Jimmy Ernst’s artwork was influenced by a number of powerful talents and vital currents in the art of his time. Son of Max Ernst, Jimmy drew upon the biomorphic and surreal compositions of his father, as well as Arp, Klee, André Breton, and Lyonel Feininger. His mature oil paintings, which emerged in the 1950s and 1960s, reflect the Atomic Age aesthetic of the period. Often, they resemble crystals or webs; many look like vast labyrinths and are interpreted as symbols of the unconscious mind.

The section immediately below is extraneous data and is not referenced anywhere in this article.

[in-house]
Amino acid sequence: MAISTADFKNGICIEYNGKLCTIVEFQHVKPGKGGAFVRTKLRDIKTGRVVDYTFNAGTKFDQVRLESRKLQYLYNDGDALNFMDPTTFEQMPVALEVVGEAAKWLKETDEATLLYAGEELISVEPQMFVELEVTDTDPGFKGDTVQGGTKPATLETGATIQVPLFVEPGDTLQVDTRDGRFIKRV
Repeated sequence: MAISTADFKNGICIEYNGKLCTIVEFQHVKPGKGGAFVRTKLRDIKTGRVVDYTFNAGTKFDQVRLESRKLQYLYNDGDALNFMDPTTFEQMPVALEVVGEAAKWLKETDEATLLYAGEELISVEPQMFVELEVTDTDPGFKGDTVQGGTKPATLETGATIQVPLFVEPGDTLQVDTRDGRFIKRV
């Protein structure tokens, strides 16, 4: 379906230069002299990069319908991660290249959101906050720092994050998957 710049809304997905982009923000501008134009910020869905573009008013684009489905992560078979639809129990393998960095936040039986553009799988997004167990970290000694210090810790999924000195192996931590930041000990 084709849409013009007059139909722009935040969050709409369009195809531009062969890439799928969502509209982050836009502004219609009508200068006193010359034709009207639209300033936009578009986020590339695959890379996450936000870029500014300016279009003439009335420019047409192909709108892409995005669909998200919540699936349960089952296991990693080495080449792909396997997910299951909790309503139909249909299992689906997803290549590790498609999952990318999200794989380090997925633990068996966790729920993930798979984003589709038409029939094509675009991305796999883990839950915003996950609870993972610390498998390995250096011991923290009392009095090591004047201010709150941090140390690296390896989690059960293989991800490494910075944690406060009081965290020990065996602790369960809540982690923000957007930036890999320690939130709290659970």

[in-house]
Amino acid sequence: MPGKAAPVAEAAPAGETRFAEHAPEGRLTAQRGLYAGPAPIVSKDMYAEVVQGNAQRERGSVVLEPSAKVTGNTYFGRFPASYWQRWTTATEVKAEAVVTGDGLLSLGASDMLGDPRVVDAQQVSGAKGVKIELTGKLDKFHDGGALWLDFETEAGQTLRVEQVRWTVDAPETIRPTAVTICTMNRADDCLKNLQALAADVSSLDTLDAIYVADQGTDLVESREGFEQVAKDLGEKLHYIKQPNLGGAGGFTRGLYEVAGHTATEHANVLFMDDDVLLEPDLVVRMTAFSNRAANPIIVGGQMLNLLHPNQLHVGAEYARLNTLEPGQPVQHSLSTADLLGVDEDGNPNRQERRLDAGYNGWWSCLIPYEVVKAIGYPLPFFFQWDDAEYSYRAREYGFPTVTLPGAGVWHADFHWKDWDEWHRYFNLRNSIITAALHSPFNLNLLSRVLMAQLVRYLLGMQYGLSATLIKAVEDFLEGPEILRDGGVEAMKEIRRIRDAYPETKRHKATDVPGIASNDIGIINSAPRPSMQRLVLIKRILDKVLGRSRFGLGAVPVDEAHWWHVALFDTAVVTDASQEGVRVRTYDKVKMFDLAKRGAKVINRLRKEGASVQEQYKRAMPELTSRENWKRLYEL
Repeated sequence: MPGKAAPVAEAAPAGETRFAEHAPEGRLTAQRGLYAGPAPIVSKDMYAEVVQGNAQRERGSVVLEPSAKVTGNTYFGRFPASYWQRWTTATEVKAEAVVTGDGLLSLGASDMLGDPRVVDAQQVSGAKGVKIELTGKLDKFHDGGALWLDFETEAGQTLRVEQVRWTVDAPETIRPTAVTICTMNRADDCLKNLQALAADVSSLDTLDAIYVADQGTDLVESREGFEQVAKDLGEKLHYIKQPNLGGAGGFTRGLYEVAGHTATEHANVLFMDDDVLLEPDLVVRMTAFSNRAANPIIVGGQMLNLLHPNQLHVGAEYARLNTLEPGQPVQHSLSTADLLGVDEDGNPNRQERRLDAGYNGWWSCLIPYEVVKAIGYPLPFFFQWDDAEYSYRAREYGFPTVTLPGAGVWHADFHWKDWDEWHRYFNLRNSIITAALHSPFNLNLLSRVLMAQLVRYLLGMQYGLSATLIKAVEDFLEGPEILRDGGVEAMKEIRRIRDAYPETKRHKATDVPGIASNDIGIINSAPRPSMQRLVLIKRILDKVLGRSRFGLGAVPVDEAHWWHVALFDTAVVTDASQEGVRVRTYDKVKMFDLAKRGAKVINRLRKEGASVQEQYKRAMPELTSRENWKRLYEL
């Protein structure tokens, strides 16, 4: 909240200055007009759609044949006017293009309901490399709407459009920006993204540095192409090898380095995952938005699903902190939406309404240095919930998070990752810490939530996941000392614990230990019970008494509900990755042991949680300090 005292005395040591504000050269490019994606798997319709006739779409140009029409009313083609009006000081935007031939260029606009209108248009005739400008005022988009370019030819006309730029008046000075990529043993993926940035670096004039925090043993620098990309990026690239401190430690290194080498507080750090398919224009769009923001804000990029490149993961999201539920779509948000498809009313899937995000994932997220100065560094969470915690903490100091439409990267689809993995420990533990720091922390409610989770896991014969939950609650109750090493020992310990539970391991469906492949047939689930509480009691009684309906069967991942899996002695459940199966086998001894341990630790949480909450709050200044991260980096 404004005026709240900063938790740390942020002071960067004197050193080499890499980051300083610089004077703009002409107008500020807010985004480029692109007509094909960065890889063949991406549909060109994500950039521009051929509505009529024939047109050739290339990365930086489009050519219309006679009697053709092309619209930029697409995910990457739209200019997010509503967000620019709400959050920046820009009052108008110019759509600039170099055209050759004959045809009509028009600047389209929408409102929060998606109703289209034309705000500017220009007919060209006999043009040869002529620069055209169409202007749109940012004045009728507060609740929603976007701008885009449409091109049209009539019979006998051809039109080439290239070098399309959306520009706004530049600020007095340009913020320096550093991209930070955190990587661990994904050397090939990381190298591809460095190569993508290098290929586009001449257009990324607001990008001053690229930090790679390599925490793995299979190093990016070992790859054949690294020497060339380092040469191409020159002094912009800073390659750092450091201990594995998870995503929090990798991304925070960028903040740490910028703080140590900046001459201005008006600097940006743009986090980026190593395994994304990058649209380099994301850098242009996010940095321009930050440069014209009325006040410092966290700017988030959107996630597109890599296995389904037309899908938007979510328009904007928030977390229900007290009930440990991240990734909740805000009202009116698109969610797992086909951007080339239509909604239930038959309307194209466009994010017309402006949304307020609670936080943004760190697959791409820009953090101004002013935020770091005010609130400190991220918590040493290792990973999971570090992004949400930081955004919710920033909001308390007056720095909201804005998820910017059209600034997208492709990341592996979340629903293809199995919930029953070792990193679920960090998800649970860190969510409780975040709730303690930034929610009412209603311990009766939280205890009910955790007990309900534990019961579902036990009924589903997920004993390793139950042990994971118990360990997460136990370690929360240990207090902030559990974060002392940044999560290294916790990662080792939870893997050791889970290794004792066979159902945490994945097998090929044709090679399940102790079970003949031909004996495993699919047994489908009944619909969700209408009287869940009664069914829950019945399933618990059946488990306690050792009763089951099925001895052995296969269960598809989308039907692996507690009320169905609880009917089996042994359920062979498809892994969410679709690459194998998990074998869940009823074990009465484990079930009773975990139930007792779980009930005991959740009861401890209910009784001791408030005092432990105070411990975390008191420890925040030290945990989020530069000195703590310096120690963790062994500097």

Ernst was always interested in spirituality and drew inspiration from indigenous American art forms such as jazz music and Native American design, along with the lofty structures of european Gothic cathedrals. His color is gentle but seductive and invites the viewer to dwell mentally in his imaginative compositions. A consummate craftsman, he painstakingly created each composition using dozens of layers of paint, which symbolize the depth of human consciousness.